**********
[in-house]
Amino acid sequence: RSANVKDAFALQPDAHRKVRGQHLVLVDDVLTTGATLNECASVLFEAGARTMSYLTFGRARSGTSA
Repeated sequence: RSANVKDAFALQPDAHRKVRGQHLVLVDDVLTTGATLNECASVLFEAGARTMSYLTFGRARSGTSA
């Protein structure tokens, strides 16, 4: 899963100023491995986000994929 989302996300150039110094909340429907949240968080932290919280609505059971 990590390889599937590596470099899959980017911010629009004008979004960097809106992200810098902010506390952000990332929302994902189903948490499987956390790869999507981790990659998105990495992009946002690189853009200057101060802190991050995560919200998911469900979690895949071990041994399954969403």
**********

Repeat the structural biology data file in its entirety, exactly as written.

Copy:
[in-house]
Amino acid sequence: RSANVKDAFALQPDAHRKVRGQHLVLVDDVLTTGATLNECASVLFEAGARTMSYLTFGRARSGTSA
Repeated sequence: RSANVKDAFALQPDAHRKVRGQHLVLVDDVLTTGATLNECASVLFEAGARTMSYLTFGRARSGTSA
């Protein structure tokens, strides 16, 4: 899963100023491995986000994929 989302996300150039110094909340429907949240968080932290919280609505059971 990590390889599937590596470099899959980017911010629009004008979004960097809106992200810098902010506390952000990332929302994902189903948490499987956390790869999507981790990659998105990495992009946002690189853009200057101060802190991050995560919200998911469900979690895949071990041994399954969403």